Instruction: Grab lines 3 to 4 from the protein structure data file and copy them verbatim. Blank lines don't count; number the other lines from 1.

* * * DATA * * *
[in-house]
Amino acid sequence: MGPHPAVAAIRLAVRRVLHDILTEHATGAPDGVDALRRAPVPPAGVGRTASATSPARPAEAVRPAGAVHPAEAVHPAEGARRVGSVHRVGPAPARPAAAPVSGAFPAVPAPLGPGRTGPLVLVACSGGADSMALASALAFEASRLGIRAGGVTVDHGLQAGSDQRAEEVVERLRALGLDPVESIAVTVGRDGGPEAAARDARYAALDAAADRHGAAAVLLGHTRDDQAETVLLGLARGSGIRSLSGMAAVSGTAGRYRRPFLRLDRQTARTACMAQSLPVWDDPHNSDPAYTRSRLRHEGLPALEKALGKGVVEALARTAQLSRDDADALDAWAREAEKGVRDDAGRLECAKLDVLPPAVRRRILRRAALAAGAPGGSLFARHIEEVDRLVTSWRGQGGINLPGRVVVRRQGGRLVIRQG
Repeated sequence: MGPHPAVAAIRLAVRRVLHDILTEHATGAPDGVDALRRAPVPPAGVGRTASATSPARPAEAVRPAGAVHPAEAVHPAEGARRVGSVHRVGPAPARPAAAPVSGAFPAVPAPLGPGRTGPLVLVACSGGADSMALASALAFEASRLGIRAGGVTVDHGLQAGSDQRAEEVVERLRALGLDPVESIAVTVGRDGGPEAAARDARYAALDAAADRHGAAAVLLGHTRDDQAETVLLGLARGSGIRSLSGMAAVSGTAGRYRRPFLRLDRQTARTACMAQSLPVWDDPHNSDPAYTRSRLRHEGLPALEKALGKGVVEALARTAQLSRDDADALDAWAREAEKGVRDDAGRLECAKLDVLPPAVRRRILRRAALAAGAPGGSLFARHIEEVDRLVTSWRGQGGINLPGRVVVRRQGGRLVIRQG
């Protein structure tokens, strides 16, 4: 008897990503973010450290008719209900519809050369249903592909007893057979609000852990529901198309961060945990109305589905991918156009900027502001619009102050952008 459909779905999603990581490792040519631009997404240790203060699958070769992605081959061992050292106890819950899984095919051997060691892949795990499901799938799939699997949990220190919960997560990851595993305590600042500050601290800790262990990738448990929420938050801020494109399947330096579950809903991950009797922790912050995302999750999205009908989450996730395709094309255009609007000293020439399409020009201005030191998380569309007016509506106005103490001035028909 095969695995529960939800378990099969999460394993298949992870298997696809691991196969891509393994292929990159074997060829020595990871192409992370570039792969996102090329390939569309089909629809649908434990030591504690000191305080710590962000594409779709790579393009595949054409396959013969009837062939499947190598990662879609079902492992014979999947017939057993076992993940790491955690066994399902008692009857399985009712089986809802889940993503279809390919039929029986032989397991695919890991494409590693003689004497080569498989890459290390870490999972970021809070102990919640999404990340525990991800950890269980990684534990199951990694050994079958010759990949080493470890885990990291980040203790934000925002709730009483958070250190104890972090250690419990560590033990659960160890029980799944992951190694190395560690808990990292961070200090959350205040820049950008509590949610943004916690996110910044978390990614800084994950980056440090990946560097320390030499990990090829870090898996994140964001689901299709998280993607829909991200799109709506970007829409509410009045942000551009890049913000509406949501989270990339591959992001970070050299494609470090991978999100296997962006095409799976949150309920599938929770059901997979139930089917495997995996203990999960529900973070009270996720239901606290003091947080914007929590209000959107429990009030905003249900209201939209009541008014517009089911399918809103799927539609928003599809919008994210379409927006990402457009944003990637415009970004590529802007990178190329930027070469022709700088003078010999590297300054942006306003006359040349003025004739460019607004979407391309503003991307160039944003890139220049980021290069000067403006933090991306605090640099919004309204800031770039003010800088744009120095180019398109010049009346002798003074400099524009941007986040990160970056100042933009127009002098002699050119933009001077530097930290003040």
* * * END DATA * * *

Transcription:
Repeated sequence: MGPHPAVAAIRLAVRRVLHDILTEHATGAPDGVDALRRAPVPPAGVGRTASATSPARPAEAVRPAGAVHPAEAVHPAEGARRVGSVHRVGPAPARPAAAPVSGAFPAVPAPLGPGRTGPLVLVACSGGADSMALASALAFEASRLGIRAGGVTVDHGLQAGSDQRAEEVVERLRALGLDPVESIAVTVGRDGGPEAAARDARYAALDAAADRHGAAAVLLGHTRDDQAETVLLGLARGSGIRSLSGMAAVSGTAGRYRRPFLRLDRQTARTACMAQSLPVWDDPHNSDPAYTRSRLRHEGLPALEKALGKGVVEALARTAQLSRDDADALDAWAREAEKGVRDDAGRLECAKLDVLPPAVRRRILRRAALAAGAPGGSLFARHIEEVDRLVTSWRGQGGINLPGRVVVRRQGGRLVIRQG
């Protein structure tokens, strides 16, 4: 008897990503973010450290008719209900519809050369249903592909007893057979609000852990529901198309961060945990109305589905991918156009900027502001619009102050952008 459909779905999603990581490792040519631009997404240790203060699958070769992605081959061992050292106890819950899984095919051997060691892949795990499901799938799939699997949990220190919960997560990851595993305590600042500050601290800790262990990738448990929420938050801020494109399947330096579950809903991950009797922790912050995302999750999205009908989450996730395709094309255009609007000293020439399409020009201005030191998380569309007016509506106005103490001035028909 095969695995529960939800378990099969999460394993298949992870298997696809691991196969891509393994292929990159074997060829020595990871192409992370570039792969996102090329390939569309089909629809649908434990030591504690000191305080710590962000594409779709790579393009595949054409396959013969009837062939499947190598990662879609079902492992014979999947017939057993076992993940790491955690066994399902008692009857399985009712089986809802889940993503279809390919039929029986032989397991695919890991494409590693003689004497080569498989890459290390870490999972970021809070102990919640999404990340525990991800950890269980990684534990199951990694050994079958010759990949080493470890885990990291980040203790934000925002709730009483958070250190104890972090250690419990560590033990659960160890029980799944992951190694190395560690808990990292961070200090959350205040820049950008509590949610943004916690996110910044978390990614800084994950980056440090990946560097320390030499990990090829870090898996994140964001689901299709998280993607829909991200799109709506970007829409509410009045942000551009890049913000509406949501989270990339591959992001970070050299494609470090991978999100296997962006095409799976949150309920599938929770059901997979139930089917495997995996203990999960529900973070009270996720239901606290003091947080914007929590209000959107429990009030905003249900209201939209009541008014517009089911399918809103799927539609928003599809919008994210379409927006990402457009944003990637415009970004590529802007990178190329930027070469022709700088003078010999590297300054942006306003006359040349003025004739460019607004979407391309503003991307160039944003890139220049980021290069000067403006933090991306605090640099919004309204800031770039003010800088744009120095180019398109010049009346002798003074400099524009941007986040990160970056100042933009127009002098002699050119933009001077530097930290003040």